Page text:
I know, I know. It’s November, not December. Thanksgiving first then Christmas. I get it. I agree … or at least I did until recently. A few days ago , I read this blog post and completely changed my mind about all the early shoppers, department store Christmas music, and the fully red and green store fronts popping up in November.
Now don’t get me wrong, I’m not decorating my house yet or rushing out to buy a Christmas tree. Those totes will stay put in the garage for several more weeks, and I will continue to drive past the tree lots for even longer, but usually I boycott all forms of Christmas in November. No shopping, no planning, no holiday card-browsing. NO Christmas! Then as soon as Thanksgiving dinner is cleared and stowed in Tupperware, I pull out the aforementioned totes and begin the Christmas RUSH. I decorate, I shop, I wrap and sing. I plan and attend parties. I cram in the special Christmas movies. I stuff every tradition and fun thing possible into those four weeks! It’s amazing!
Well, it’s mostly amazing, but it’s not without its drawbacks. Last year, for the first time EVER, my kids didn’t want to string popcorn for the Christmas tree. Every year we sit around the tree with a giant bowl of popcorn and string and string and string, and last year it just seemed like one more thing we had to do.
I never sent out Christmas cards either. I bought them. I had pictures, but I just couldn’t find the time to sit down with the cards, address a few envelopes, and write a few “I love and miss you’s” inside. It still makes me sad to think about today.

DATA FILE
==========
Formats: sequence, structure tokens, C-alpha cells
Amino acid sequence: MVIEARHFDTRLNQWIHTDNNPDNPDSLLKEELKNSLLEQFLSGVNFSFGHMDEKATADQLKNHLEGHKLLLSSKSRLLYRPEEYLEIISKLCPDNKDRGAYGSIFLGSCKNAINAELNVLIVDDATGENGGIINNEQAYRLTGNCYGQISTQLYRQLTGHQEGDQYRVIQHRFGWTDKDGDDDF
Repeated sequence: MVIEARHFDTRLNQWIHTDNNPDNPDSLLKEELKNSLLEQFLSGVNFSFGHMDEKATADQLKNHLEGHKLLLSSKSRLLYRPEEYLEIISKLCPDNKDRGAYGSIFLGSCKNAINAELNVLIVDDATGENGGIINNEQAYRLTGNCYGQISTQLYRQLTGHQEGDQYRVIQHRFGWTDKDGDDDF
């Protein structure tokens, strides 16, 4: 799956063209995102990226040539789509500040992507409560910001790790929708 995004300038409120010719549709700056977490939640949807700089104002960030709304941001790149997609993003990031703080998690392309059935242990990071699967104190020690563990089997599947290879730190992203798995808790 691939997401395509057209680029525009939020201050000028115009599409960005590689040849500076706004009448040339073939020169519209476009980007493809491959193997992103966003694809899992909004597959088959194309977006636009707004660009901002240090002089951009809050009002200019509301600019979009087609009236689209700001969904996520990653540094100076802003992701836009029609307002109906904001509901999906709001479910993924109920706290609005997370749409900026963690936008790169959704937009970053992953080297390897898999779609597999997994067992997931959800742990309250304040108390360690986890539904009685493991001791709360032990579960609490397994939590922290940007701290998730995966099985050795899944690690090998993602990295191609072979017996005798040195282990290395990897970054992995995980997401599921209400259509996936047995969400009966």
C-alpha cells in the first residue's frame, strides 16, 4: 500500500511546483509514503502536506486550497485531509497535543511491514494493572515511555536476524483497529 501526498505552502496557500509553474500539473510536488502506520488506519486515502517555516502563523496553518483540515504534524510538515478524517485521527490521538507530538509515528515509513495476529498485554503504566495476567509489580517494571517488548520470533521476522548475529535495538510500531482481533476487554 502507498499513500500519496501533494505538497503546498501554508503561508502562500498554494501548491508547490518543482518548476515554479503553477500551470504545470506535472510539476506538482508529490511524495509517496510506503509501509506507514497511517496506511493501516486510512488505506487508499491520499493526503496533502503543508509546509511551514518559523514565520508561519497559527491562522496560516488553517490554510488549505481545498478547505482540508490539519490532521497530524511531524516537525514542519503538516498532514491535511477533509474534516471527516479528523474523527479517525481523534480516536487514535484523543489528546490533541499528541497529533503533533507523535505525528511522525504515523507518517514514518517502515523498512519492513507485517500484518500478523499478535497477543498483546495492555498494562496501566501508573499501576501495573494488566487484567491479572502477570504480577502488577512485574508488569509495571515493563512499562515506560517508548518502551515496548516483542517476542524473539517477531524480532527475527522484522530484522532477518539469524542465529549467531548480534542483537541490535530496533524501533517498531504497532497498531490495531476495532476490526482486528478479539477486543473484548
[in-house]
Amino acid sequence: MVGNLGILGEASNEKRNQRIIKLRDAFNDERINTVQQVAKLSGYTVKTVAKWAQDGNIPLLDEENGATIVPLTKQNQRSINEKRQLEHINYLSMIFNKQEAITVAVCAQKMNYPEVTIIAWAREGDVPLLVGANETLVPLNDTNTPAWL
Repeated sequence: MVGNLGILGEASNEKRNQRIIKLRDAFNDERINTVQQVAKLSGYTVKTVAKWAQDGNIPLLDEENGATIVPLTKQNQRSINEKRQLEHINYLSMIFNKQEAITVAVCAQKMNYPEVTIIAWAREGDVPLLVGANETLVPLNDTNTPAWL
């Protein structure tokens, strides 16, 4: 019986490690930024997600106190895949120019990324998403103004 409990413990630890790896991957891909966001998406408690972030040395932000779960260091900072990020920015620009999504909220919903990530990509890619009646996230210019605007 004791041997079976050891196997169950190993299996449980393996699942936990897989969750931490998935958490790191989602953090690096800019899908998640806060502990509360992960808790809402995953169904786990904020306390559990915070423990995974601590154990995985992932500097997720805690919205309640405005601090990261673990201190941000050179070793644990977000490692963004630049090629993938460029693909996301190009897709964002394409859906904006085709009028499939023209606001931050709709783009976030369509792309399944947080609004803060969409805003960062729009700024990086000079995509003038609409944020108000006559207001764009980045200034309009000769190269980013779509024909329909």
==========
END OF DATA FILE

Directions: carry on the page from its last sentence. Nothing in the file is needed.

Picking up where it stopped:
And honestly, every year by the time the big day arrives I am sick of all the red and green. I am sick of the tree I have forgotten to water for days. I am sick of stores and shopping and presents. My hands are cramped from wrapping it all, and I cram decorations back into the Christmas totes with nearly as much glee as when I pulled them out just weeks before.
But not this year. This year I’ve decided to employ a few new strategies that I hope will make Christmas better for me and for my whole family, who have for so many years dutifully trudged behind me in all my Christmas crazy.
- I’m starting early. The kids will be writing their letters to Santa this weekend, and Santa and I will begin our yearly pow-wow immediately. I plan to be done with all of that by early December. I also have a card ready to be printed as soon as I figure out how many I need. That list is what I’ll be doing while the kids are letter writing.
- I’m cutting back on the shopping and wrapping. This year we are trying a version of this … less gifts with more meaning.
- I’m also choosing our traditions and fun more carefully. I’m already in the process of working up a list of all the fun things we have done in the past and things we’ve heard of here that we’d like to try … and then I’m going to start cutting that list like I’m Edward Scissorhands. I think we need to apply the less is more strategy to our activities as well as our gift giving.
- I want to spend more time giving to others. I found a toy drive for the girls and I to work at, and I’m planning a food drive for a group I belong to. Yes, I’m adding more activities into the schedule by doing this, but I hope that these activities will lend meaning and perspective to the others.
- Finally, I’m going to try to sloooow myself down on the decorating. This will be the hardest one because I do love decorating, and I look forward to having a real tree like … well … like a kid on Christmas morning! But I also put a lot of pressure on myself for things to be perfect and done right away and more! And more! And MORE! This year I’m giving myself a pass and trying to focus on the enjoying the process at least as much as the final product.
So I guess my strategy in a nutshell is less “stuff,” more time. A little more Christmas now, for a lot less stressful Christmas later, and a little less crazy run-run in exchange for a LOT more happy family! I’m not saying it will be easy or perfect, but at the very least, it definitely seems worth it.